“Clear,” she said, as Jake pulled into the heavily traveled intersection, unaided by any traffic signals. The little VW Bug’s right side passenger window was situated such that his wife, Clara, blocked the view. So they came up with this verbal strategy to make up for the loss. Anyway, Jake, at 85, lost his ability to turn his neck 90 degrees, so this seemed like a workable option.
Clara wasn’t any better off. Though only a couple of years younger than Jake, she quit driving altogether. Her eyesight was good, but she became too anxious behind the wheel. The idea of driving on the freeway was out of the question, and soon to follow was contesting in any traffic whatsoever. Jake’s short-term memory was unreliable, and he joked that he’d get Clara where she needed to, but she’d have to tell him why they are there. Life became a series of doctor’s appointments, grocery shopping, and a little mall-walking here and there. “Old age is not for sissies,” was their mantra.
There’s was a life of hard work, sacrifice, and, now, pain. They put their two children through college and grad school, and now had successful careers. However, their jobs meant having to live far from their parents, and visiting the grandchildren was very occasional. Grandma and grandpa felt unnecessary to their lives. In fact, unnecessary to anyone’s life.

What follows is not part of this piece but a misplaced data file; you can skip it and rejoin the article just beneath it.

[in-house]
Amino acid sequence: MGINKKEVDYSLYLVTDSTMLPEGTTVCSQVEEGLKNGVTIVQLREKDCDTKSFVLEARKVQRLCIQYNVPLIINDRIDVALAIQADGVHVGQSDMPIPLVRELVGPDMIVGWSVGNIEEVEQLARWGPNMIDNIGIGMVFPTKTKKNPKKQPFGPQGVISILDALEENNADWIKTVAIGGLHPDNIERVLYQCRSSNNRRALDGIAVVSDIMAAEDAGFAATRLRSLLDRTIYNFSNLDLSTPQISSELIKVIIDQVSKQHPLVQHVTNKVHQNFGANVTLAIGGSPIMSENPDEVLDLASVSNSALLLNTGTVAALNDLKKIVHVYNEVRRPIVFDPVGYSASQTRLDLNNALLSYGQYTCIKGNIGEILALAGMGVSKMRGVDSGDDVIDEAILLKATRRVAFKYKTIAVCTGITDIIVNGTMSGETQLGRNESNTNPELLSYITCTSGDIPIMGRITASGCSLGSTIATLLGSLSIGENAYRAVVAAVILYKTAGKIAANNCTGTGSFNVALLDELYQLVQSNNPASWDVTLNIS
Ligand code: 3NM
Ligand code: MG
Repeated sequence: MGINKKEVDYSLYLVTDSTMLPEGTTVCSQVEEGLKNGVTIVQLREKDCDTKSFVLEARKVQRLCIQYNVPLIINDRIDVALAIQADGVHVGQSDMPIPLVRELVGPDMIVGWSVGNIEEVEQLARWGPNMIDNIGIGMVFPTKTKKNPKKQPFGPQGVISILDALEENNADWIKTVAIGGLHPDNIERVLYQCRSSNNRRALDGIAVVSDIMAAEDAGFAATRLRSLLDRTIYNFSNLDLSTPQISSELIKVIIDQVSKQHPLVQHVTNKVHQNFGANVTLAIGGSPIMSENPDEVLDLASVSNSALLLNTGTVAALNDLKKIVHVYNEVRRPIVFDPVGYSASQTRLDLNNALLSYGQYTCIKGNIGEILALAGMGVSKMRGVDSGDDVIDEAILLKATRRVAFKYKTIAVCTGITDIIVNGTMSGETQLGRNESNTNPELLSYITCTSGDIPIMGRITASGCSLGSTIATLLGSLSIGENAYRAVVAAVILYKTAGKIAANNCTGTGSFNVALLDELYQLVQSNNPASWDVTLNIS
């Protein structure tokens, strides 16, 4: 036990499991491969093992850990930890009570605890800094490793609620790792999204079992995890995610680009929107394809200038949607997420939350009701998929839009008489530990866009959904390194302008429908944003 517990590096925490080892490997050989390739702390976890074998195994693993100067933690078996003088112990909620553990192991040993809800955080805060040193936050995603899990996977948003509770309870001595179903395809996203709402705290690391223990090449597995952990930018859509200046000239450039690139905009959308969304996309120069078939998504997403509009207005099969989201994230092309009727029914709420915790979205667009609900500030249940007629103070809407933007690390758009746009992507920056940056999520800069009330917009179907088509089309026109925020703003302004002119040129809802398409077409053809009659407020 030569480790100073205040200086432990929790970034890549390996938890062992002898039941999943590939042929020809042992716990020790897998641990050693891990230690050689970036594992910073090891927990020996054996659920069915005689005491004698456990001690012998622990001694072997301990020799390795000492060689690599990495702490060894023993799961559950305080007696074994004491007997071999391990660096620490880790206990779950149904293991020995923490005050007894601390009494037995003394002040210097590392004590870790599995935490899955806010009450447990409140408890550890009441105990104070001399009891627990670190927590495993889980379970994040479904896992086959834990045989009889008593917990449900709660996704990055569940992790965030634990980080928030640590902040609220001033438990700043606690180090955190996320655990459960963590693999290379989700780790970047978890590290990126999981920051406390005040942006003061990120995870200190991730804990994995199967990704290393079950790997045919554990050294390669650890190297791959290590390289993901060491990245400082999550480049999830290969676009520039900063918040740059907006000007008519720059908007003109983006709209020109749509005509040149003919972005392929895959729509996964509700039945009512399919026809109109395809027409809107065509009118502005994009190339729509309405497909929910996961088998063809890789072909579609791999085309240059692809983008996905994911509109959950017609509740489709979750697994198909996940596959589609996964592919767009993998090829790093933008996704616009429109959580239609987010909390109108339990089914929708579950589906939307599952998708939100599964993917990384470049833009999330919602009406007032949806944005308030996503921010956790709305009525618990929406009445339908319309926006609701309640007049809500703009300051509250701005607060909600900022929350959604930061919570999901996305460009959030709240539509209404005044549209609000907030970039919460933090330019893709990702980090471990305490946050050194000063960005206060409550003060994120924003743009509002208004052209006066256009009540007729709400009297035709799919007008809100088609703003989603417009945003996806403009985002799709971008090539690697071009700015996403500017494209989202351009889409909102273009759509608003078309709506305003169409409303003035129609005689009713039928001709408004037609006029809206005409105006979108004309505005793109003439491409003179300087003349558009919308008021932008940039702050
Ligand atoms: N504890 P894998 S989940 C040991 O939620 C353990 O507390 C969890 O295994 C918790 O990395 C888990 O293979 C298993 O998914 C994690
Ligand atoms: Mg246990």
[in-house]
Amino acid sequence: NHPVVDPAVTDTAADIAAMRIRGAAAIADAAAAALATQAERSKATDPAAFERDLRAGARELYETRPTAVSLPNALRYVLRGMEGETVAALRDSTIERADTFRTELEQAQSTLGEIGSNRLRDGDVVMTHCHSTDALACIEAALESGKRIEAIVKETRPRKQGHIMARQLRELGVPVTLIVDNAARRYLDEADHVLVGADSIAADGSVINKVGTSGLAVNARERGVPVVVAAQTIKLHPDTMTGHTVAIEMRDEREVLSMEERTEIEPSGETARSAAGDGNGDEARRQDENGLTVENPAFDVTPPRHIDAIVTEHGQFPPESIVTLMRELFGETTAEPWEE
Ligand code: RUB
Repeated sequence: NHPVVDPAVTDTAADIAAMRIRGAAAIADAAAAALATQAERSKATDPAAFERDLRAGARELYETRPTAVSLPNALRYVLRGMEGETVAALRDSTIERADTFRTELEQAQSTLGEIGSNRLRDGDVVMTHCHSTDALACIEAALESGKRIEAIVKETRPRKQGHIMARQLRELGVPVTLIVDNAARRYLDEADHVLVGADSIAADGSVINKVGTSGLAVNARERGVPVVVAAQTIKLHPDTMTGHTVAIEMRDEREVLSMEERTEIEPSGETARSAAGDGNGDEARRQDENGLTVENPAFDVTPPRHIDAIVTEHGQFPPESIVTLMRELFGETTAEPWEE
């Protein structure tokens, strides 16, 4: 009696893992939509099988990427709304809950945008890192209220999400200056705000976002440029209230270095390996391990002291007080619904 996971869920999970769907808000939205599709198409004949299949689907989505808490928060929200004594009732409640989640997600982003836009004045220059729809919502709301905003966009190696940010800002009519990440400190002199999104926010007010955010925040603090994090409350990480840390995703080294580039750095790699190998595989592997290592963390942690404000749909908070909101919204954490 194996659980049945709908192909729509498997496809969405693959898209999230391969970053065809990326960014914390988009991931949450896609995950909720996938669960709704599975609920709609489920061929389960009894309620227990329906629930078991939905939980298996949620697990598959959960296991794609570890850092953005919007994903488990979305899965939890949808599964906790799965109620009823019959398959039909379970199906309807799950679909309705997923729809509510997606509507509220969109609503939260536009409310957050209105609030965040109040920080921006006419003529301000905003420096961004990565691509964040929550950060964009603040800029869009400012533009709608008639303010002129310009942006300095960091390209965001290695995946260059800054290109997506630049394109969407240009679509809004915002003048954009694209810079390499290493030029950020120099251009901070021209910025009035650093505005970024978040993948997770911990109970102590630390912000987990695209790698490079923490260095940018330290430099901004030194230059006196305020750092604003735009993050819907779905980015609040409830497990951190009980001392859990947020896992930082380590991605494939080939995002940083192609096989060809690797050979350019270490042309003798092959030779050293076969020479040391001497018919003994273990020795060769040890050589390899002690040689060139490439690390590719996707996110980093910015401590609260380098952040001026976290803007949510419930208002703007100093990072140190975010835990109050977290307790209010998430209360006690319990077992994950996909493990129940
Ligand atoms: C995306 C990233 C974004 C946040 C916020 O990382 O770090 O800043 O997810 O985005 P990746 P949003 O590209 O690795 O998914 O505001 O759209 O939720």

But it was the last trip to the doctor that brought them face to face with mortality. Jake was diagnosed with lung cancer that spread to his liver. Stage four; inoperable and final. He was given six months to live. This was received by Clara as her death warrant as well. How could she possibly live without Jake?
There they were, once again, at the well-traveled intersection. “How’s it looking, honey,” asked Jake? Clara took a long look down the road. Approaching quickly was semi loaded with scrap iron. It would be on them in seconds. “Clear,” she said.
For some non-fiction thoughts on end of life, see:
and my own story from yestderday Preserving Life.